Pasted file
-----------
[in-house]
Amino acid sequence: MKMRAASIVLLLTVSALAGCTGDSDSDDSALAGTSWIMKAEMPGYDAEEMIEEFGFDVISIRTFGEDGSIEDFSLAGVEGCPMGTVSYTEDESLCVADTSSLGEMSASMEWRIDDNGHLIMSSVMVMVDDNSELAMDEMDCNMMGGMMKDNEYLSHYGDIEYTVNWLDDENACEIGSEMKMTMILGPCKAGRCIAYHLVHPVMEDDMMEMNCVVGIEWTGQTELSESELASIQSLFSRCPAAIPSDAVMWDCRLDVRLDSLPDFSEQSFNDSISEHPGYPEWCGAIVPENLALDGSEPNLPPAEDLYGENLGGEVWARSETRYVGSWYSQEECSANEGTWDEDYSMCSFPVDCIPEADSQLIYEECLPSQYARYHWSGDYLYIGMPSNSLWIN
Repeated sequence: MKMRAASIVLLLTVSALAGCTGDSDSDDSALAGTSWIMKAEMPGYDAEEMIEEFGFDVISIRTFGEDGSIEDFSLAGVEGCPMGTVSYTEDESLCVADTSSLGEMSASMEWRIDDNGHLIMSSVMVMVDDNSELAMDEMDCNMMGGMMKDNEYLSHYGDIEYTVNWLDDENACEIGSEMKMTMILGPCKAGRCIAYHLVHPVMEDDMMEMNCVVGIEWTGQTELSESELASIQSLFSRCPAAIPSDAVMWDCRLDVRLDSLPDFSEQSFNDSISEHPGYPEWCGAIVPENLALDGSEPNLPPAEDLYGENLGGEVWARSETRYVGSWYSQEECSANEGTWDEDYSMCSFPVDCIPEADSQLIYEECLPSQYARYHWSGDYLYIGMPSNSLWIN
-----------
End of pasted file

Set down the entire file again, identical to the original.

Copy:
[in-house]
Amino acid sequence: MKMRAASIVLLLTVSALAGCTGDSDSDDSALAGTSWIMKAEMPGYDAEEMIEEFGFDVISIRTFGEDGSIEDFSLAGVEGCPMGTVSYTEDESLCVADTSSLGEMSASMEWRIDDNGHLIMSSVMVMVDDNSELAMDEMDCNMMGGMMKDNEYLSHYGDIEYTVNWLDDENACEIGSEMKMTMILGPCKAGRCIAYHLVHPVMEDDMMEMNCVVGIEWTGQTELSESELASIQSLFSRCPAAIPSDAVMWDCRLDVRLDSLPDFSEQSFNDSISEHPGYPEWCGAIVPENLALDGSEPNLPPAEDLYGENLGGEVWARSETRYVGSWYSQEECSANEGTWDEDYSMCSFPVDCIPEADSQLIYEECLPSQYARYHWSGDYLYIGMPSNSLWIN
Repeated sequence: MKMRAASIVLLLTVSALAGCTGDSDSDDSALAGTSWIMKAEMPGYDAEEMIEEFGFDVISIRTFGEDGSIEDFSLAGVEGCPMGTVSYTEDESLCVADTSSLGEMSASMEWRIDDNGHLIMSSVMVMVDDNSELAMDEMDCNMMGGMMKDNEYLSHYGDIEYTVNWLDDENACEIGSEMKMTMILGPCKAGRCIAYHLVHPVMEDDMMEMNCVVGIEWTGQTELSESELASIQSLFSRCPAAIPSDAVMWDCRLDVRLDSLPDFSEQSFNDSISEHPGYPEWCGAIVPENLALDGSEPNLPPAEDLYGENLGGEVWARSETRYVGSWYSQEECSANEGTWDEDYSMCSFPVDCIPEADSQLIYEECLPSQYARYHWSGDYLYIGMPSNSLWIN